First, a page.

|Washington, DC- In a recent letter to U.S. Ambassador Designate to Armenia Richard Hoagland, Sen. Richard Durbin (D-IL) expressed his disappointment in Hoagland’s remarks in which he declines to characterize the mass killings of the Armenians as genocide, reported the Armenian National Committee of Illinois.
Sen. Durbin, a long time supporter of Armenian American concerns, has taken the lead on several occasions on introducing legislation on the Armenian Genocide, including recent legislation S.Res. 320, which calls upon the President to ensure that the foreign policy of the United States reflects appropriate understanding and sensitivity concerning issues related to human rights, ethnic cleansing, and genocide documented in the United States record relating to the Armenian Genocide.
Sen. Durbin’s letter to Hoagland requested information on the Administration’s policy on the Armenian Genocide and urged that these crimes be called by their rightful name- genocide.
“The Armenian National Committee of Illinois is grateful that Sen. Durbin has taken this initiative to call upon our government to investigate this matter. Following the steps of Senator Paul Simon the Armenian community in Illinois is grateful for the stand you have taken on our issues,” commented ANC IL chairman Greg Bedian.
The Armenian National Committee is the largest and most influential Armenian American grassroots political organization. Working in coordination with a network of offices, chapters, and supporters throughout the United States and affiliated organizations around the world, the ANC actively advances the concerns of the Armenian American community on a broad range of issues.
The text of Sen. Durbin's letter to Amb. Designate Hoagland follows.
The Honorable Richard E. Hoagland
The Ambassador of the United States
United States Embassy
10 Pavlova Street
Dushanbe, Tajikistan 734003
Dear Mr. Ambassador:
I was heartened to learn that during your June 28 confirmation hearing to serve as our ambassador to Armenia you said the killings of Armenians in Ottoman Turkey that began in 1915 “were of historic proportion ... well-documented, horrific, and horrifying.”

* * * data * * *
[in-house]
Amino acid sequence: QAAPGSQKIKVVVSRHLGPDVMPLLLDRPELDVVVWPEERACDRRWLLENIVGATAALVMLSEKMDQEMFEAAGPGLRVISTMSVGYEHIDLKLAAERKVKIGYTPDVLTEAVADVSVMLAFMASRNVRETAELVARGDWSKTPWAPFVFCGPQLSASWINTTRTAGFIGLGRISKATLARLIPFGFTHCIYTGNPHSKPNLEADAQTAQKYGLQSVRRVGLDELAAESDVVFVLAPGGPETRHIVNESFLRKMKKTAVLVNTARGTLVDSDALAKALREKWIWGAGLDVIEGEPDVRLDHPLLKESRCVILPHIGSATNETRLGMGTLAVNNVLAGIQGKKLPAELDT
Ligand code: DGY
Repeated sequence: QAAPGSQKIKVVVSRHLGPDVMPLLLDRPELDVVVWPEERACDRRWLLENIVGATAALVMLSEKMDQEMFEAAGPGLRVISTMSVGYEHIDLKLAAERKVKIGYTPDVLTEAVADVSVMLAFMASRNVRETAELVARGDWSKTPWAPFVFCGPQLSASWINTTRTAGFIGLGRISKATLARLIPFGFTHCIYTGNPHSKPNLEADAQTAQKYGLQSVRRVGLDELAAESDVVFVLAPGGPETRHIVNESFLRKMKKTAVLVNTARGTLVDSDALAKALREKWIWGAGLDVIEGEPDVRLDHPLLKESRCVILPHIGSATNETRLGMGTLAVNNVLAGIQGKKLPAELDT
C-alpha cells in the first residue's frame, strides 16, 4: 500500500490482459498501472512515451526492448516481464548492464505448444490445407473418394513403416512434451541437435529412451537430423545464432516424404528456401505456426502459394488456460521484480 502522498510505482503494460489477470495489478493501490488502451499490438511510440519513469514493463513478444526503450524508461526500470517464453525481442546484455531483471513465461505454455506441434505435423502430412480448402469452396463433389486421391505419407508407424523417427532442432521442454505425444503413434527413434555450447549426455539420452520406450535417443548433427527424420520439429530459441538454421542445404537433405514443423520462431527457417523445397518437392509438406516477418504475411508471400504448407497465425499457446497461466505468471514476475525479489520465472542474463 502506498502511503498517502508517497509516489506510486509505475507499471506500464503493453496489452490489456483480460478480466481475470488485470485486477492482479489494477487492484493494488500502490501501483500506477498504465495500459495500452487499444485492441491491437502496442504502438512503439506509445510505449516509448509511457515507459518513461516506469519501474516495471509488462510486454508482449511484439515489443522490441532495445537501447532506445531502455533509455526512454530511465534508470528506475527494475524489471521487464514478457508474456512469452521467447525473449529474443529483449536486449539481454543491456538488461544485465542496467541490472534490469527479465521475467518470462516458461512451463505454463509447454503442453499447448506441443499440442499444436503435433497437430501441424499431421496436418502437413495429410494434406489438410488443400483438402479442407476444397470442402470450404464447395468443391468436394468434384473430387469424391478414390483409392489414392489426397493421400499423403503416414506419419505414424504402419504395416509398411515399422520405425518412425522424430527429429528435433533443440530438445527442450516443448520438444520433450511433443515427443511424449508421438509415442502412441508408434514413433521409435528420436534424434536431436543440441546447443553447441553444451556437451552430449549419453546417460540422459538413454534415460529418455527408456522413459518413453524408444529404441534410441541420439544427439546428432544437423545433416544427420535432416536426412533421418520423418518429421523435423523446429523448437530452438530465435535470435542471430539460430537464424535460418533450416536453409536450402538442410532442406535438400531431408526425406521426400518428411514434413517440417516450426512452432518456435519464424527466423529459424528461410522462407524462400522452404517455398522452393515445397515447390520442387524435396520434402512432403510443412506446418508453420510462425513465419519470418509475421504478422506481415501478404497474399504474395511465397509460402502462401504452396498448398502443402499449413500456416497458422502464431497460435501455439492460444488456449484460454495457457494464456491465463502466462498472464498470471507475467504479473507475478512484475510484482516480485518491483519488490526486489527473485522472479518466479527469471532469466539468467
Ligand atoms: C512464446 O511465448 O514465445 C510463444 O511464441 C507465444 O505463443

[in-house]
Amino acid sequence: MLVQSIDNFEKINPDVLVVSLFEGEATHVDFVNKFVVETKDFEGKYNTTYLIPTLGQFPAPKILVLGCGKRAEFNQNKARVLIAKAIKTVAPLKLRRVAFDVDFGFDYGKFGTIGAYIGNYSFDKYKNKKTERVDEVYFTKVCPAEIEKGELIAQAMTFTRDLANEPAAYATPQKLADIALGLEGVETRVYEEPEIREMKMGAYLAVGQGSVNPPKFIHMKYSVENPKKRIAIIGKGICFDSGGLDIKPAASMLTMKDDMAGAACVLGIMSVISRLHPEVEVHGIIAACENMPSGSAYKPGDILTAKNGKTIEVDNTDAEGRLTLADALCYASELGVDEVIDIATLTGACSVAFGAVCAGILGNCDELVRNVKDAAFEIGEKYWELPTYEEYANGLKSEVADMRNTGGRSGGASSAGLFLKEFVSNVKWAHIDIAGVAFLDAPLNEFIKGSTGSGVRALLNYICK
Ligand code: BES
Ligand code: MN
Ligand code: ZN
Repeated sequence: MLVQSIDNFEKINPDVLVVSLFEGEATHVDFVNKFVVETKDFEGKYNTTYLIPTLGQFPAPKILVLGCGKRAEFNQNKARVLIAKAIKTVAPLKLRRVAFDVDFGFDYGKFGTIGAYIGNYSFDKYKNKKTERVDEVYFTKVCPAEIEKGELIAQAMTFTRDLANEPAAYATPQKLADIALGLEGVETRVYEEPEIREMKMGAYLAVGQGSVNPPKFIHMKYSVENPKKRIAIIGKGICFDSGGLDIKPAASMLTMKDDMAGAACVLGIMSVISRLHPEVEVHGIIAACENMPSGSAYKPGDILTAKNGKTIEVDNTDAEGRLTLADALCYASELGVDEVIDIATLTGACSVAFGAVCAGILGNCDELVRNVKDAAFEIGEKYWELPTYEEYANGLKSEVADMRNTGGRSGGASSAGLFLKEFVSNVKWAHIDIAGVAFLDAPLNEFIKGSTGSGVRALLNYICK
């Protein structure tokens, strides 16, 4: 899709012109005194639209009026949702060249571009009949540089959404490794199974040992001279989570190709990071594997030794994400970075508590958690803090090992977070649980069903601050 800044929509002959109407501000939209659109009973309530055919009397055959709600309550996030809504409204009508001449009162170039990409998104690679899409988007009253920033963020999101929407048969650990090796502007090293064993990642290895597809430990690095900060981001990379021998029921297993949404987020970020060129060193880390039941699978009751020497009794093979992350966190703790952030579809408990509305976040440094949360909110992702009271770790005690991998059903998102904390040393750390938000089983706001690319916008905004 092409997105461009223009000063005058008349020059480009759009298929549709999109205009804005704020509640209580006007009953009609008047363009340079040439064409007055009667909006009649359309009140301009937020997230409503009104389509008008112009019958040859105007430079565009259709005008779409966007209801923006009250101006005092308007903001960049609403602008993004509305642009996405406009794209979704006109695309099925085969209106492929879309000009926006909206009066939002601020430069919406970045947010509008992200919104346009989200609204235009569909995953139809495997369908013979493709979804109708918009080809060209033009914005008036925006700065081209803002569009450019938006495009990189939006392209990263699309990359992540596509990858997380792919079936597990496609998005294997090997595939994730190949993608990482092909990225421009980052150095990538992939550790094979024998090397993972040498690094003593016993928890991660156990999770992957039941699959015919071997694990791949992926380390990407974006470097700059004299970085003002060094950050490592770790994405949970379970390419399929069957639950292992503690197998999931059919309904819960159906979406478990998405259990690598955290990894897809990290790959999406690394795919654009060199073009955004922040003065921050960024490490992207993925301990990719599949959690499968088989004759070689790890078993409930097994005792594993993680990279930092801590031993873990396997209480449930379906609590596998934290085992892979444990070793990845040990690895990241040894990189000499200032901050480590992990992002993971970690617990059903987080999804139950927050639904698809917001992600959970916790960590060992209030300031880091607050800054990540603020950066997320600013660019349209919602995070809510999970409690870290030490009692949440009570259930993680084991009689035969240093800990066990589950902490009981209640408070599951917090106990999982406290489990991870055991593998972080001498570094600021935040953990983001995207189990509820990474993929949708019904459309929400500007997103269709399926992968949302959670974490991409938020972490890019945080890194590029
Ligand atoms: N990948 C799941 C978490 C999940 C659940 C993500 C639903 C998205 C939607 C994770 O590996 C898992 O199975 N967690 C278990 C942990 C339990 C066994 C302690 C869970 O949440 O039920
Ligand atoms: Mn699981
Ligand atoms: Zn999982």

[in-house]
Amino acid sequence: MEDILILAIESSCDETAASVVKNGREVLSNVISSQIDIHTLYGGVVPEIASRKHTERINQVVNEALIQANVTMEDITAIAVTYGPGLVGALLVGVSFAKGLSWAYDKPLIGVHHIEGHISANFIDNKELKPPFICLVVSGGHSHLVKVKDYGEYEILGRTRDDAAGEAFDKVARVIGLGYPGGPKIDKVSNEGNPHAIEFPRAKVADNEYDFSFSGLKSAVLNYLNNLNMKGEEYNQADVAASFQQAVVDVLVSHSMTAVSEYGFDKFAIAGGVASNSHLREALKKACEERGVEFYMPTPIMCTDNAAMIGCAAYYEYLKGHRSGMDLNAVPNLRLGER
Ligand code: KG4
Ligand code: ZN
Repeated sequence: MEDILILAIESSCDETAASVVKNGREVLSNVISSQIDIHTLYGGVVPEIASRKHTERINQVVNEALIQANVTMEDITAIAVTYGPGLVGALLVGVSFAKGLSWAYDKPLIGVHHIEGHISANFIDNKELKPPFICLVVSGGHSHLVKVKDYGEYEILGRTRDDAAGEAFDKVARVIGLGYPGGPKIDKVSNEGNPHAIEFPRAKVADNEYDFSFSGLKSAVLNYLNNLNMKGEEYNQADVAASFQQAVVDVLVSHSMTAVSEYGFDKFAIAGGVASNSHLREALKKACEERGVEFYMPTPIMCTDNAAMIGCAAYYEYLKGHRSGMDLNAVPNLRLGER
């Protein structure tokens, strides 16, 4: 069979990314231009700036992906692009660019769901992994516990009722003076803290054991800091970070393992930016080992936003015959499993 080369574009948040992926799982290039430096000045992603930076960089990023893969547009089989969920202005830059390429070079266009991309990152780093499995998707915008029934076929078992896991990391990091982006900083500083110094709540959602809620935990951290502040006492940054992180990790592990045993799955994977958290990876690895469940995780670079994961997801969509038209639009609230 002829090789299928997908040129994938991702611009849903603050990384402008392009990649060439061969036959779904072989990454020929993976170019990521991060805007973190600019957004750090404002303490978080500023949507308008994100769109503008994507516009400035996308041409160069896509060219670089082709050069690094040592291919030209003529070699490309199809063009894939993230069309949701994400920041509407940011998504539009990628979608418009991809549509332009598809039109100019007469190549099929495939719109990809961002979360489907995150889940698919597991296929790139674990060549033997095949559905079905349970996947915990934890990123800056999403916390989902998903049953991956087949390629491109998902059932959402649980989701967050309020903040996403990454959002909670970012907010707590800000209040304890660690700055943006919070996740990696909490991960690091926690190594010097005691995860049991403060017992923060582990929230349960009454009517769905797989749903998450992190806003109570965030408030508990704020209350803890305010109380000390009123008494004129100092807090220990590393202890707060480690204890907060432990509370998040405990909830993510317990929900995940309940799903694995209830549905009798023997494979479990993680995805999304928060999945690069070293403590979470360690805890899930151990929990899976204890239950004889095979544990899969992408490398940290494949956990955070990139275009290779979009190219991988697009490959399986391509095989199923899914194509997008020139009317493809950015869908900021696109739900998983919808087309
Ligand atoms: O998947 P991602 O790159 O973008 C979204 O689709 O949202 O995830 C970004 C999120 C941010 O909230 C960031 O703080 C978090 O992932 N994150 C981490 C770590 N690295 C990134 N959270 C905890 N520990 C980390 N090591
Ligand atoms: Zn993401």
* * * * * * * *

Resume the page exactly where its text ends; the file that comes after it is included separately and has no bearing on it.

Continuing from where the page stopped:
At the same time, I am deeply disappointed that during the same hearing you declined to characterize these events as genocide.
I believe in calling things by their true names, and the attacks against the Armenian community in 1915 were the Twentieth Century’s first genocide, a vicious, organized crime against humanity that included murder, deportation, torture, and slave labor. It is important that the United States Government, including its principal representative in
Armenia, speak with clarity on this historical fact.
During your confirmation hearing, you rightly noted that ambassadors serve as the President’s representatives to foreign governments. They bear a solemn responsibility to carry out the President’s policies accurately and faithfully.
Unfortunately, the Bush Administration refuses to call the Armenian genocide by its true name, perhaps out of undue deference to Turkish nationalist sensibilities. This failure to speak honestly about these past crimes against humanity prevents us from promoting accountability for those crimes.
I look forward to learning more about the Administration’s views regarding the Armenian
Genocide, and I would like to know how you would integrate into your Mission Program
Plan efforts to promote an honest dialogue about these crimes, and accountability for them, should the Senate confirm you as Ambassador to Armenia.
Richard J. Durbin
United States Senator